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Moving Finger Marple Facsimile Edition [Hardcover]

Agatha Christie
4.3 out of 5 stars  See all reviews (18 customer reviews)
List Price: CDN$ 23.95
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Book Description

Sept. 8 2005 Miss Marple
When The Murder at the Vicarage was published in October 1930, little did the literary world realise that Agatha Christie, already famous for her early Poirot titles, was introducing a character who would become the best-loved female sleuth of all time. The 14 Marple books would appear at intervals over the next 49 years, with Miss Marple's Final Cases published in 1979, three years after Agatha's death. To mark the 75th anniversary of Miss Marple's first appearance, and to celebrate her renewed fortunes as a primetime television star, this collection of facsimile first editions will be the perfect way to enjoy these books in their original form – 12 novels and two short story collections. Reproducing the original typesetting and formats from the first editions from the Christie family's own archive copies, these books sport the original covers which have been painstakingly restored from the best available copies, reflecting five decades of iconic cover design.

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Review

'Beyond all doubt the puzzle in The Moving Finger is fit for experts.' The Times --This text refers to the Paperback edition.

From the Back Cover

Lymstock is a town with more than its share ofshameful secrets—a town where even a suddenoutbreak of anonymous hate mail causes only aminor stir.

But all that changes when one of the recipients,Mrs. Symmington, commits suicide. Her final notesays “I can’t go on,” but Miss Marple questions thecoroner’s verdict of suicide. Soon nobody is sure ofanyone—as secrets stop being shameful and startbecoming deadly.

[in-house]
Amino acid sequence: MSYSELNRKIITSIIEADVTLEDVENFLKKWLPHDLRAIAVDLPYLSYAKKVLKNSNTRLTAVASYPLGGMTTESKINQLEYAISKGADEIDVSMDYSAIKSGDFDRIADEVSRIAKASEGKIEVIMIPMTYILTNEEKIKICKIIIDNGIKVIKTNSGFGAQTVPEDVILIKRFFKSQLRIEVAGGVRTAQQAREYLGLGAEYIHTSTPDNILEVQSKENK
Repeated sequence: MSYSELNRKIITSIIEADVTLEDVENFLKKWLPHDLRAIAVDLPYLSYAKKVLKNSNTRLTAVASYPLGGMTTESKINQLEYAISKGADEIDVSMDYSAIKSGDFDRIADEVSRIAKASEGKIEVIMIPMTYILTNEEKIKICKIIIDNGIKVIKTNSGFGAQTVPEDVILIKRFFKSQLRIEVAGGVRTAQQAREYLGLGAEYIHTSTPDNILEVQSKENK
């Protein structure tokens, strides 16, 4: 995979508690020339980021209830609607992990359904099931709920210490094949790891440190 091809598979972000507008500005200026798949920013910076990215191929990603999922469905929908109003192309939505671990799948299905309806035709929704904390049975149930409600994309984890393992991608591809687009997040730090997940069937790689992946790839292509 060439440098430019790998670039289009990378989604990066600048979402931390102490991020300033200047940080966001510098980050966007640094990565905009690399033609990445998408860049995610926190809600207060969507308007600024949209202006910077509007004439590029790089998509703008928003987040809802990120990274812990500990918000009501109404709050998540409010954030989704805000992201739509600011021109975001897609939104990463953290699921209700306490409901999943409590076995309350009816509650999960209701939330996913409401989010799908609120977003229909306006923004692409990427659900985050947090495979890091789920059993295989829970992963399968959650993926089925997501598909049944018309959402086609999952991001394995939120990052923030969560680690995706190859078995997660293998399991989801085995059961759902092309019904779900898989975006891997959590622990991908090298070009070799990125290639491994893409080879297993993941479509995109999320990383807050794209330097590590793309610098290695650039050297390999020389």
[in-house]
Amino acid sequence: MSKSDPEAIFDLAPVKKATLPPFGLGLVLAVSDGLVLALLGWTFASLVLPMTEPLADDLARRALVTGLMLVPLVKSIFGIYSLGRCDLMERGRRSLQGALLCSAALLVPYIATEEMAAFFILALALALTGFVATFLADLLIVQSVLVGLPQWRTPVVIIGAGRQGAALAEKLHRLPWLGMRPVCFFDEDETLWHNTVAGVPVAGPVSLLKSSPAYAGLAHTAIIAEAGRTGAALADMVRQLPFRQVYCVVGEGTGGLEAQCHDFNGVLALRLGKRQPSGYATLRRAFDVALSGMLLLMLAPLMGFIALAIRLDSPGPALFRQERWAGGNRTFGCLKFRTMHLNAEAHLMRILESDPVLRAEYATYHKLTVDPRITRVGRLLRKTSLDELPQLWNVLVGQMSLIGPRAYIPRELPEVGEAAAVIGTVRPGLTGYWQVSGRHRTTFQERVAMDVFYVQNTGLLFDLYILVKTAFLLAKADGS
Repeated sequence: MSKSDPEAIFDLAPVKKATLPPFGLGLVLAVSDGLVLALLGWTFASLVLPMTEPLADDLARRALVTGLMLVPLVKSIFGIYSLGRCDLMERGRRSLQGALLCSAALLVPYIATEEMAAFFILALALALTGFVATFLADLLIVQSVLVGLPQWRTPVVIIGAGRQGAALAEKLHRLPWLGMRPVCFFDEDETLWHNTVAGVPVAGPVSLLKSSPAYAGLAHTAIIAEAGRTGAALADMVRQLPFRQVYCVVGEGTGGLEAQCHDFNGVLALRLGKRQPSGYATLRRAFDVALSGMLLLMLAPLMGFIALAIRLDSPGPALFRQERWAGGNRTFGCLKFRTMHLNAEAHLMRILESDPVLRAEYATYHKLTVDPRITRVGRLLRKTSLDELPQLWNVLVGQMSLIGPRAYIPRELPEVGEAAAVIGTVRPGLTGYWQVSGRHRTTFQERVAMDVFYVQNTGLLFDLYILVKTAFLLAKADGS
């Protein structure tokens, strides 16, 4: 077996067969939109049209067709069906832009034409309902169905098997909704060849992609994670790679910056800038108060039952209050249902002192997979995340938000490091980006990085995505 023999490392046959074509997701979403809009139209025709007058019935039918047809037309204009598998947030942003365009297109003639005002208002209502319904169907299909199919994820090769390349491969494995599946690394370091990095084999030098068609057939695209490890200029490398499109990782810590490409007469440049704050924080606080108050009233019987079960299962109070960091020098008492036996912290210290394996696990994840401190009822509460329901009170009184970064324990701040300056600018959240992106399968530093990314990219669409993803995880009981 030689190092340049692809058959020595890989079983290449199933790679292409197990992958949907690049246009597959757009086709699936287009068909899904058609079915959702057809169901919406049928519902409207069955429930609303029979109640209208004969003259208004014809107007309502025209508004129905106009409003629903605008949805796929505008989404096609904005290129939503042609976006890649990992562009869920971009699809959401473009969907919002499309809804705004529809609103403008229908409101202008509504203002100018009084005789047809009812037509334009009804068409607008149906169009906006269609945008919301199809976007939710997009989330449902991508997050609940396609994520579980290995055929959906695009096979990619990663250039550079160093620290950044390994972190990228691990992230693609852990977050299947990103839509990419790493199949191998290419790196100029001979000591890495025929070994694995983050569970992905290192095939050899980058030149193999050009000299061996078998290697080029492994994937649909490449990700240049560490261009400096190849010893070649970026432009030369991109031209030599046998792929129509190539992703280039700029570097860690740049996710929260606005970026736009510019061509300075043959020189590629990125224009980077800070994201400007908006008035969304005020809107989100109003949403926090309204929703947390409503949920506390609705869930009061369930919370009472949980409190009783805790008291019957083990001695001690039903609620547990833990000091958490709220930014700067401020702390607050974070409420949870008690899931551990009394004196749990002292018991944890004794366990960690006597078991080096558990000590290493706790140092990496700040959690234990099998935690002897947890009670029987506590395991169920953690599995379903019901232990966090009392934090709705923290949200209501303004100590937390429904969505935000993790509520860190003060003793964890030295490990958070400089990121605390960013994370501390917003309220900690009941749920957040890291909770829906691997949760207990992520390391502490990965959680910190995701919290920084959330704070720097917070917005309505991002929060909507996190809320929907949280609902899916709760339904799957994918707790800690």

--This text refers to the Paperback edition.

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Customer Reviews

4.3 out of 5 stars
4.3 out of 5 stars
Most helpful customer reviews
2 of 2 people found the following review helpful
5.0 out of 5 stars Miss Marple is knitting her charm June 16 2004
Format:Mass Market Paperback
The interest of this small detective story is not where we could think it should be. Miss Marple solves the problem in a very holmesian way : don't look for what is obvious but look for what is hidden by the smokescreen of the obvious. But the book reveals, describes and analyzes the reactions of a village and of the people in the village who are confronted to a series of anonymous letters. It shows how gossiping dominates and informs the minds of the people. It shows how these minds can be totally governed by old fears, perverse curiosity and jealousy in a way or another. It shows how idleness due to the lack of eventful developments in a village manages the life of people : when nothing happens in your village, the slightest little piece of news or observation of your neighbour becomes an essential topic. A criminal, here a murderer, can then use this functioning to build a smokescreen that will hide his own crime and send everyone, including the police, on a wrong track because they are going to follow the obvious and the obvious is what you can see, and when there is a smokescreen you can only see the smoke. It is well done, though regular readers of detective stories will know the solution practically from the very start. This genre is aging rather fast because it has developed so much that it has enlarged the ability of the readers to see the strings of the plot, even when these strings are covered with a smokescreen, and Agatha Christie is a real artist at leading us astray, if we just let ourselves be led, which is in a way an essential quality in a « good » reader.